Local sawmill’s work used nationally

Published 5:54 pm Friday, January 6, 2012

Stem and seven full frames of Southern Live Oak from Cross Sawmill in Iron City

Steve Cross, owner and operator of Cross Sawmill, a few miles out of Iron City, Ga., is supplying specialty lumber to two unique projects in the United States — one on the east coast and one on the west.

When Cross picked up the Fall 2011 issue of Bainbridge Living and read the article about model ship builder Larry Briles, he contacted Briles. Cross believed they might share a common interest, as Cross is also involved in some ship building, but on a much larger scale.

Since August of this year, Cross has been supplying Southern live oak lumber for use in the San Salvador project — the construction of an historic reproduction of a Spanish galleon being built at the San Diego Maritime Museum. The keel for the ship was laid on the waterfront April 15, 2011, and construction continues.

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Bill Dysart, current chairman of the board for the San Diego Maritime Museum, said they had experienced difficulty in getting the right timber for their project until they located Steve Cross and the Cross Sawmill, through a third party, Advantage Trim and Lumber Co. Cross is a supplier of specialty woods such as live oaks, and Dysart said they have been well pleased with the goods and services Cross is providing.

Cross is supplying a portion of the wood for the frames and “futtocks,” the curved ribs in the frame, and has already shipped four loads of debarked slabs of the straight grain lumber to San Diego, where it is cut to shape and assembled with trunnels (wooden nails or dowels). Two more loads are scheduled to be shipped, with each semi-trailer load weighing approximately 50,000 pounds.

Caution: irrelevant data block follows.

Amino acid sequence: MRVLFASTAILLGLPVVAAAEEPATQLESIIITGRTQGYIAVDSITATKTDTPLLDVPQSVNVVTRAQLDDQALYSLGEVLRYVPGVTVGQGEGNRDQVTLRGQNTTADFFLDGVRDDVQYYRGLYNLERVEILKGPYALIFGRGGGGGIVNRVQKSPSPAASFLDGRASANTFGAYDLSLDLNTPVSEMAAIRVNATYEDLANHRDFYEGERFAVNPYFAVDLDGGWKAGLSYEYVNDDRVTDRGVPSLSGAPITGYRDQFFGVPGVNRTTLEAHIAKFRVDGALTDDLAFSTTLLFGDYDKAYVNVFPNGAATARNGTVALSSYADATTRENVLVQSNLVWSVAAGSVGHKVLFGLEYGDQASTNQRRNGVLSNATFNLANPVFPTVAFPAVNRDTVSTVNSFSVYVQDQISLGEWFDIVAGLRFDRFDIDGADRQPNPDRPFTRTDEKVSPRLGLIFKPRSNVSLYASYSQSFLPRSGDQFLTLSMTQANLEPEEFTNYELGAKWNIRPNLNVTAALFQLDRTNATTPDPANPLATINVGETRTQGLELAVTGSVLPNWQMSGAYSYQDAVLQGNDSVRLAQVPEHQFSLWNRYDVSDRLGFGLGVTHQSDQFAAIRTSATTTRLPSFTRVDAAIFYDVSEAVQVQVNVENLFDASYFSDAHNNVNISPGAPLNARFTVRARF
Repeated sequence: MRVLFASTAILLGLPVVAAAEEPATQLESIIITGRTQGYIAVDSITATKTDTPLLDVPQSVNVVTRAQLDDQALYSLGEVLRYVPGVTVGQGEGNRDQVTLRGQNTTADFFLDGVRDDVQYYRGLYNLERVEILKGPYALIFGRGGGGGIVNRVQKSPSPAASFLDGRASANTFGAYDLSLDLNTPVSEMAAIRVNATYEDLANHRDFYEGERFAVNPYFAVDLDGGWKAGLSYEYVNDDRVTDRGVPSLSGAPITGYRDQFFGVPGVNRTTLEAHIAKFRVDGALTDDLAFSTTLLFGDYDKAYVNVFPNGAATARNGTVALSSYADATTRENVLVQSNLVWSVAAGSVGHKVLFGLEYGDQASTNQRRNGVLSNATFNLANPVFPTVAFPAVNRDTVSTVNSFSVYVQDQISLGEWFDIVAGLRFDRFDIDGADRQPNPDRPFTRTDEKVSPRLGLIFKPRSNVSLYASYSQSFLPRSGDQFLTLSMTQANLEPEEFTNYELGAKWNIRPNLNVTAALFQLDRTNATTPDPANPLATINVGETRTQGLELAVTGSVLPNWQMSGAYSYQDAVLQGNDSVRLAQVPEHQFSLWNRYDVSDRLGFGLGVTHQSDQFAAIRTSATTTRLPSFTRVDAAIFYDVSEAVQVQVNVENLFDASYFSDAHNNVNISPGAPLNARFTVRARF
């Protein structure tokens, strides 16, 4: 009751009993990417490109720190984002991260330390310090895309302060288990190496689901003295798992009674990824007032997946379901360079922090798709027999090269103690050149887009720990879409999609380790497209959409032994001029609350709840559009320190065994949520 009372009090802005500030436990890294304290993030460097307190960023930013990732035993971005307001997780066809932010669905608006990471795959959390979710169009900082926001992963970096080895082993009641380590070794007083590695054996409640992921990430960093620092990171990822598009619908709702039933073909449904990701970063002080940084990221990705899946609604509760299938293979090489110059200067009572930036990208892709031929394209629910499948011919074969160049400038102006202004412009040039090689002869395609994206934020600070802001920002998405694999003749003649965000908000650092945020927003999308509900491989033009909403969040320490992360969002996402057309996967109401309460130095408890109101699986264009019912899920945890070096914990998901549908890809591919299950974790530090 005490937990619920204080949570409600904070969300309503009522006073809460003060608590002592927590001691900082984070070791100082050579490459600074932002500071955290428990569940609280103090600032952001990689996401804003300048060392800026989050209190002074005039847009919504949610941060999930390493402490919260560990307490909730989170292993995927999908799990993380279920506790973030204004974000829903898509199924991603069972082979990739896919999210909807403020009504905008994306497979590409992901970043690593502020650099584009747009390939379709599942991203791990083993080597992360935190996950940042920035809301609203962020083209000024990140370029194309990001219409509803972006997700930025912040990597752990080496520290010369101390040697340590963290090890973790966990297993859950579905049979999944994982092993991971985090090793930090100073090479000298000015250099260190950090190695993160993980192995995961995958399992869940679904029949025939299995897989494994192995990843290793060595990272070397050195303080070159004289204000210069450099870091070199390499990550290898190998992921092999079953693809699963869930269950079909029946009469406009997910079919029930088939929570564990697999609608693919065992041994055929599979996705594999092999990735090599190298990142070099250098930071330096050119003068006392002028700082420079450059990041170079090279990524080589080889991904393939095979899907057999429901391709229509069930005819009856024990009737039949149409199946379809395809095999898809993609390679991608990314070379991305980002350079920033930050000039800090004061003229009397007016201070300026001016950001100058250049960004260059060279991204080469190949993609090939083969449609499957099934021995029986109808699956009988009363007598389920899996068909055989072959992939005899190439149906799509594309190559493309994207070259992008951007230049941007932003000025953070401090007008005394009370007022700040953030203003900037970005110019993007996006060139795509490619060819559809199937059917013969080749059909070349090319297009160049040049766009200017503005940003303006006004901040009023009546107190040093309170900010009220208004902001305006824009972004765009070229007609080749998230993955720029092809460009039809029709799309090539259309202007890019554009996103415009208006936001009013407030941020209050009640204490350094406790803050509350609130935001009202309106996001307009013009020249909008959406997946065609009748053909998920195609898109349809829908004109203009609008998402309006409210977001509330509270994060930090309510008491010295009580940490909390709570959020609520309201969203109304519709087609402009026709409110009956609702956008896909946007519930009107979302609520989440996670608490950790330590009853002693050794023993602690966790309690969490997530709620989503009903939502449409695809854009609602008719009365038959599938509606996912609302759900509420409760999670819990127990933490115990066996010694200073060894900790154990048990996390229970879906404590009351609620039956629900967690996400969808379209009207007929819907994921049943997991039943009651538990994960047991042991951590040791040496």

A representative from the Maritime Museum has visited the Iron City site to give approval of the live oak lumber, and Cross has also made a trip to San Diego to get a first hand perspective on the ship’s construction.

Cross defined the region from the Carolinas, across the gulf as far west as Texas, as a prime live oak area. He explained that the Southern live oak has an extensive history of use in shipbuilding, but that less than one out of 100 live oak trees is suitable to be used for that purpose. His supply comes from local logging firms as well as sources that Vinson Evans of Cedar Springs, Ga., has helped him find.

Dysart said the San Diego museum has a large collection of seagoing ships that each go to sea at least once a year. This includes the Star of India, the oldest active sailing vessel in the world. It was built in 1863. Another, the HMS Surprise was used in the filming of the movie “Master and Commander: The Far Side of the World.” It is a replica of the 18th Century British Royal Navy frigate Rose.

When finished, the San Salvador, an exact historic replica of the Spanish ship that first came to the Americas at what is now San Diego, will also go to sea, giving patrons and tourists of the museum a chance to experience sailing on a Spanish galleon.

The East coast job, for which Cross is supplying, is a restoration project on Martha’s Vineyard being completed by the South Mountain Corporation. This project requires the use of Southeastern cypress recovered from river beds, in keeping with the company policy of reusing salvaged woods for building purposes.

For those who wonder how a small sawmill in a small town in southwest Georgia was ever discovered by two major corporations on opposite coasts of the United States, Cross gives credit to his Internet website and his affiliation with Advantage Trim and Lumber Co., while Dysart said his third party contacts were responsible for helping Cross and South Mountain Corp. find each other.

Five generations of the Cross family have been in the powered sawmill business for over 100 years, with Steve running his own mill since the 1970s.

He jokes that if you ask most of the people in Iron City about the Cross Sawmill they might not know anything of it, yet in his specialized niche market he is well-known.

The recovered cypress wood has beautiful grain patterns, sought after by builders of rustic furniture and other artisans. It is  a stark contrast to the straight grain live oak, which appears to have little or no grain. Other specialized woods available from Cross include aromatic cedar, red gum, hickory, red oak, white pine, native persimmon and Sycamores.

Cross has also been involved with the Princess Murat house reconstruction in Tallahassee, as well as other historic renovation projects in the southeastern United States.